Catnip Fever: The Dos and Don’ts of Growing Catnip Indoors

published Apr 17, 2019
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(Image Credit: Amelia Lawrence)

Curious about growing the feline-friendly catnip (Nepeta cataria)? Why wouldn’t you be? A quick Instagram search brings up thousands of videos of cute kitties going bonkers over the green stuff. But catnip isn’t just for cat owners: It’s a delightful addition to any window herb garden and even consumable by humans. Catnip tea can help with stress and digestion.

Here’s how to grow this purr-fect herb.

Growing catnip: The dos

Give your plant as much sunlight as possible. Too little sun will cause the plant to become leggy—and slow the production of new growth.

Pot in quick-draining soil to discourage root rot. If the soil holds too much moisture, you’ll run into problems.

(Image Credit: Amelia Lawrence)

Fertilize monthly.

Propagate your catnip. Who doesn’t want more catnip? Take a cutting and put it into a pot with new soil. New growth will emerge as long as you give the cutting enough light and water.

(Image Credit: Amelia Lawrence)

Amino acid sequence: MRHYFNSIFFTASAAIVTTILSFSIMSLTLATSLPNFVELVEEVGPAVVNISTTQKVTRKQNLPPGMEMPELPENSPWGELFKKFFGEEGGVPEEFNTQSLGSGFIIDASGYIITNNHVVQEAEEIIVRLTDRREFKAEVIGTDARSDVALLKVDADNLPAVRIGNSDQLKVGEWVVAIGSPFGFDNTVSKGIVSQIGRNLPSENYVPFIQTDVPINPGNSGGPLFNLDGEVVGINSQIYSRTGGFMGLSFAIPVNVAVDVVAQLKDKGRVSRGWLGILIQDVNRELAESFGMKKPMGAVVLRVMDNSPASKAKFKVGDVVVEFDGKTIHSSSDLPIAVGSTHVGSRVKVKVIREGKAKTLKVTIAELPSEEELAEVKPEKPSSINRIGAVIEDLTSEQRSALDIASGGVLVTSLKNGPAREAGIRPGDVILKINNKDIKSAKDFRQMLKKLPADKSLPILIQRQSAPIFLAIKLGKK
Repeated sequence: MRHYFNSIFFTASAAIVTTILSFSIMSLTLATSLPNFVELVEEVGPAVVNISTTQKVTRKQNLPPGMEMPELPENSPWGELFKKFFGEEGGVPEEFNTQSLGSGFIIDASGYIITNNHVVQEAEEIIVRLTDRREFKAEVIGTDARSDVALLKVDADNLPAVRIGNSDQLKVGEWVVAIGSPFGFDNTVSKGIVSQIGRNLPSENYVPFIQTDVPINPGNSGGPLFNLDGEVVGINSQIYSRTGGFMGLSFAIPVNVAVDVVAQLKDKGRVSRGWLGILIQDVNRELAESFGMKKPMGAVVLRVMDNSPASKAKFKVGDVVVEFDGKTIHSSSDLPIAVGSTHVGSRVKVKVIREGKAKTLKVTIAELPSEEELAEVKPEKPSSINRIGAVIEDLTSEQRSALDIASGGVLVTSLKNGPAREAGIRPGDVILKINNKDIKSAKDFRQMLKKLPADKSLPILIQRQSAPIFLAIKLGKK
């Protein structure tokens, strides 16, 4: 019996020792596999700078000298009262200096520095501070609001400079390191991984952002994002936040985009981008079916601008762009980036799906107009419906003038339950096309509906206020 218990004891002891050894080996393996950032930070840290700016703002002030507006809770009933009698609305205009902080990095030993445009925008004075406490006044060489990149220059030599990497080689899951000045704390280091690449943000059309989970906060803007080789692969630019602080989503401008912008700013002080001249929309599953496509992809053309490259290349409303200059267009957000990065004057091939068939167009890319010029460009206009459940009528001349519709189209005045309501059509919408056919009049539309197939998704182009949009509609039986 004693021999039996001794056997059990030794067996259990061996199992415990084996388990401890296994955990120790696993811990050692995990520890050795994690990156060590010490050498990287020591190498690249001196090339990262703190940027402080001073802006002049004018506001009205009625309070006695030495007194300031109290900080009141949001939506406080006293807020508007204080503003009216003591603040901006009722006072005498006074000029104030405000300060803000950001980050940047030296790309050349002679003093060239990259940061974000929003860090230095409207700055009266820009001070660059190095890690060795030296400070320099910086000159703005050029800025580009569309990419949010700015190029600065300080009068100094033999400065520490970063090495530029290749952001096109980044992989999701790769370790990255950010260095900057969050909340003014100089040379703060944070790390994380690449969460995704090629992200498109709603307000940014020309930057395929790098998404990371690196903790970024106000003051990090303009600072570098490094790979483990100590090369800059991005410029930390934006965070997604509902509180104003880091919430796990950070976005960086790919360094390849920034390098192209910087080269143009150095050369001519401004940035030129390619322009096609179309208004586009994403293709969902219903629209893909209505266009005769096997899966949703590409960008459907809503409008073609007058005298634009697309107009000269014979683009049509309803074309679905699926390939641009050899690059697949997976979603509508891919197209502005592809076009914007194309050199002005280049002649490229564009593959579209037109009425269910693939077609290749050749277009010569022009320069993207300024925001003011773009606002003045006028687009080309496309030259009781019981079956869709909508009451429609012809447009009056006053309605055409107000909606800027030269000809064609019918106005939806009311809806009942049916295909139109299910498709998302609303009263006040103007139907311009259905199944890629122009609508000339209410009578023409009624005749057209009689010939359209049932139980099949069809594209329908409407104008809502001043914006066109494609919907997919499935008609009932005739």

Harvest leaves for your feline friend. Use them fresh or hang them to dry for later.

Give your plants space. Make sure your catnip has room to breathe by spacing your pots.

Try growing catnip outside. A balcony or garden is the perfect place to try your hand at growing the ‘nip.

Growing catnip: The don’ts

Bring home a plant with bugs. At the nursery, give the catnip you’re considering purchasing a good once-over for pests before bringing your new baby home.

(Image Credit: Amelia Lawrence)

Let your catnip flower. Cut off any budding stems to encourage plant growth.

(Image Credit: Amelia Lawrence)

Give your feline-friend unlimited access. No, they won’t overdose, but cats will wreck your plant by rubbing up against or sitting in it. Try growing it in a hanging pot.

Drown your catnip. Make sure your container has drainage holes! Stagnant water sitting in the bottom of a closed pot will seal your plant’s fate.

Let moisture sit on the leaves. This encourages bugs and mold. When you water, pour directly on the soil, not on top of the foliage.

(Image Credit: Amelia Lawrence)

Worry if you forget to water it. Catnip will recover with a healthy dose of H2O.

Recycle potting soil. If you’ve lost a plant to fungus or pests, they still might be living in the soil. Toss the infected mix and wash the pot with hot soap and water before using it again.

Did you know: Cats can’t overdose on catnip. When they’ve had enough, they’ll turn it away and refuse to eat or play with it.